I don’t like to brag, but I am very good at saying no. But…. There has been a glitch in my No skills over the last few weeks. I found I had taken on way more than I was comfortable with. And worse, I said yes to something I had no intention of doing!
Shame on me.
Some things we just have to do and saying No isn’t an option. I’m not talking about those things. I’m talking about the requests that fall outside your job scope, or you don’t have the time to do, or its really not yours to do or what ever it is just can’t happen for whatever reason.
Saying yes when you want to say no leads to resentment. Whether it’s at work or in our personal lives. There are certain expectations in relationships and no one likes to disappoint. Being able to say no with out breaking rapport is an important skill in franchising.
How often do you have to tell a franchisee, No you can’t run that promotion, No you can’t have fee relief, No I won’t open your store for you…
It’s far worse to give people false hope or misleading information, than just rip the Band-Aid of with a respectful No.
No’s can be done effectively and comfortably. It’s all in the intention and delivery.
So if like me your No needs a reboot, read on…
Express your gratitude
This sets the tone for a graceful conversation. It also recognises that for some asking for help is difficult. It can be helpful in keeping the lines of communication open. By coming to you, you know they have an issue or need help.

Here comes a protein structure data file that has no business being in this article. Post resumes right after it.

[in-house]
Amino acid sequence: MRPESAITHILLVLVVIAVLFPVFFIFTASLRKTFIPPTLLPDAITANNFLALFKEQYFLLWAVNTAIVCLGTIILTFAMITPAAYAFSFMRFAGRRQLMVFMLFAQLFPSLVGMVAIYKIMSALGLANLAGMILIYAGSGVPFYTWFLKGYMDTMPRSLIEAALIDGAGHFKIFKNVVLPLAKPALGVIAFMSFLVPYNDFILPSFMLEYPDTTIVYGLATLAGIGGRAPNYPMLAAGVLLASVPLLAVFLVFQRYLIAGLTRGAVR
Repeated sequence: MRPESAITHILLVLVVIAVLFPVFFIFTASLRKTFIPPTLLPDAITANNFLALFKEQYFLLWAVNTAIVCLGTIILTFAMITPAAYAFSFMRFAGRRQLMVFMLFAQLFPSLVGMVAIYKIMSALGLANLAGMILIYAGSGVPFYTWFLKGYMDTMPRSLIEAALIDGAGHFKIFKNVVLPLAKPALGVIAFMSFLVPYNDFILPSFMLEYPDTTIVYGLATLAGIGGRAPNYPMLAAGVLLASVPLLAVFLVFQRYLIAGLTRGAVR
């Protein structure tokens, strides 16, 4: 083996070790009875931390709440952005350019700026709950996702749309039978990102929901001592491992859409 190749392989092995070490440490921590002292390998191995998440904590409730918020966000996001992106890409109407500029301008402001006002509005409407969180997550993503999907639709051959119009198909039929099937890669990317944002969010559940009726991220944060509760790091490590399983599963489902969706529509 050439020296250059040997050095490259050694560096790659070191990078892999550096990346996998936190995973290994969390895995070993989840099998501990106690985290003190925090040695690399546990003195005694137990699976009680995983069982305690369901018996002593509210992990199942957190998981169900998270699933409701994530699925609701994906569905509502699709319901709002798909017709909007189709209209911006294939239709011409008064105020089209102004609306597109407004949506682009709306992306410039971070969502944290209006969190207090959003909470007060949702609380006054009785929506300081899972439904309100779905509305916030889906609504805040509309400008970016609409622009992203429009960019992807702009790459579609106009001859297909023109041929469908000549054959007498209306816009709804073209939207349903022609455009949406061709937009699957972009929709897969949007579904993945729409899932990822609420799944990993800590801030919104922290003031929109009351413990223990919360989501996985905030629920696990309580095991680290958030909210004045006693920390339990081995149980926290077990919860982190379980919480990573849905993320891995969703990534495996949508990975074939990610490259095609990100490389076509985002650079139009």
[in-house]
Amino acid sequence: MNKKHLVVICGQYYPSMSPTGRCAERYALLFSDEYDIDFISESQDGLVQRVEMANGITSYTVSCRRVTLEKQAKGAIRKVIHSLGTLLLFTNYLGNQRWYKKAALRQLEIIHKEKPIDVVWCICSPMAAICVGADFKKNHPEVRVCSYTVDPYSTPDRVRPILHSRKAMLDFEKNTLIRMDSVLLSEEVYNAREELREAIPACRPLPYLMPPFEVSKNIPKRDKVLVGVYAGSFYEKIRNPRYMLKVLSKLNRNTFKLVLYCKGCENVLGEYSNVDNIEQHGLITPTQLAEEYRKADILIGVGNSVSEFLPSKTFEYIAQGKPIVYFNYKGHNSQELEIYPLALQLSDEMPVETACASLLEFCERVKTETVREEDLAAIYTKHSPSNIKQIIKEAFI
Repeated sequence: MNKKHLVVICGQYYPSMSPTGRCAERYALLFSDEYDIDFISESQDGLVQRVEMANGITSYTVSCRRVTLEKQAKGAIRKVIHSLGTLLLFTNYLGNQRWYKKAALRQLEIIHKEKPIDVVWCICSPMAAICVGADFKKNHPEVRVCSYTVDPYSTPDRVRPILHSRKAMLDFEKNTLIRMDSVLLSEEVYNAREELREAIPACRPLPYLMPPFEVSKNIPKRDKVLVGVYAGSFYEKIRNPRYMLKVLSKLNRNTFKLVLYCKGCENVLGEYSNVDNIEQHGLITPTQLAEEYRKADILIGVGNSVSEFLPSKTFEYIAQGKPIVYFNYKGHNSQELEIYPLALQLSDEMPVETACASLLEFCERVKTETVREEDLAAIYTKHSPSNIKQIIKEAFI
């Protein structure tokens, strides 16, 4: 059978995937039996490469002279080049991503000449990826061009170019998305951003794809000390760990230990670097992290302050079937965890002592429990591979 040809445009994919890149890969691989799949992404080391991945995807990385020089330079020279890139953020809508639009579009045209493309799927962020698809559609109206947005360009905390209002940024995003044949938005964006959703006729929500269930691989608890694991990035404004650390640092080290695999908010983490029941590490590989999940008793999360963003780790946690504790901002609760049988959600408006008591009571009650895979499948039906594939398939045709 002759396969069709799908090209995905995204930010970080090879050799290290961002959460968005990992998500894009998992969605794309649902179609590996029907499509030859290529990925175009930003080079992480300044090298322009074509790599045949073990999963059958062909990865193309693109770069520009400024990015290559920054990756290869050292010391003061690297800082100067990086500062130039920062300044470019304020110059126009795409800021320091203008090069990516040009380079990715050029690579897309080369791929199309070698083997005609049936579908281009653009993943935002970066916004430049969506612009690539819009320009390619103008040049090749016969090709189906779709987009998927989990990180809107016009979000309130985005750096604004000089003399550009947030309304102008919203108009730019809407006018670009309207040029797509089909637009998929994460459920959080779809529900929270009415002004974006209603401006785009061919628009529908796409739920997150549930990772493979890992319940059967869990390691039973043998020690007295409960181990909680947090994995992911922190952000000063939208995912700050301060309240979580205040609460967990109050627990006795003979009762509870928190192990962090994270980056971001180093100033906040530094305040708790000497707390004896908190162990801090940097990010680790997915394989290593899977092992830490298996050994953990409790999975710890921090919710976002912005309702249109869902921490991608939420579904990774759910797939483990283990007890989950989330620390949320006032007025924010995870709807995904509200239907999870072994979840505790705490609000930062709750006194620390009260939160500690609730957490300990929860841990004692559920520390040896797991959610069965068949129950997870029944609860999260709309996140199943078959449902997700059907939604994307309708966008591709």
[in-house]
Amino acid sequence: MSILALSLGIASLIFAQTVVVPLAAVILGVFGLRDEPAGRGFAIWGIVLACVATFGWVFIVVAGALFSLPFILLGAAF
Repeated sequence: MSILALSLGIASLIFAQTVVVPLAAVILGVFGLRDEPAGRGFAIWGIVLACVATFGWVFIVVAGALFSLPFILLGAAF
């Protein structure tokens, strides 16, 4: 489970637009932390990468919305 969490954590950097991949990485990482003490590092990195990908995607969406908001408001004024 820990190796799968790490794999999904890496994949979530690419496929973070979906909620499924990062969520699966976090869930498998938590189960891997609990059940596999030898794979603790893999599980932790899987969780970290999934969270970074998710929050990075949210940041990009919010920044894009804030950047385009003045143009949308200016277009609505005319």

- Thanks for thinking of me to help with this problem
- It’s great to see you, thanks for stopping in.
- It’s always good to chat.
- I’m glad you have raised this. Thank you.
There is no wiggle room in saying no. Any ‘possibly or ‘some day’ or ‘if only’ and you’re on shaky ground. Saying maybe isn’t saying no. It’s just deferring the no. Paulo Coelho puts it perfectly, ‘don’t say maybe if you want to say no’.
- I’m sorry I can’t help you.
- I’m saying No.
- I’ve analysed the information and it’s a no.
- After careful consideration, the answer is no.
Tell them why
It can take courage to ask someone for help, so offering an honest explanation as to why you are saying no is a way to ensure the trust is protected in the franchise relationship. Most people are reasonable and will accept an explanation.
- I’m working on a project that’s taking all my time.
- Opening your store isn’t part of my job scope, nor is it the best use of my time.
- The ad you want to run is not aligned to our brand standards.
- At the moment you don’t meet the criteria to expand.
Offer an alternative
Depending on the reason for them seeking you out, you may be able to offer an alternative. A book to read, a website to visit, someone better positioned or skilled to help them, or the circumstances under which their request would be looked at again.
- That is a question for Mary in marketing.
- Have you read this blog post it covers a lot of what you’re asking
- You might find this resource useful
- The operations manual outline our standards on that
- If you want me to reassess your request then you will need to do…
…And that’s it, stop there.
No’s get ugly when we try to justify, provide too much information, get argumentative or frustrated.
Stay respectful and calm. After all, no means no.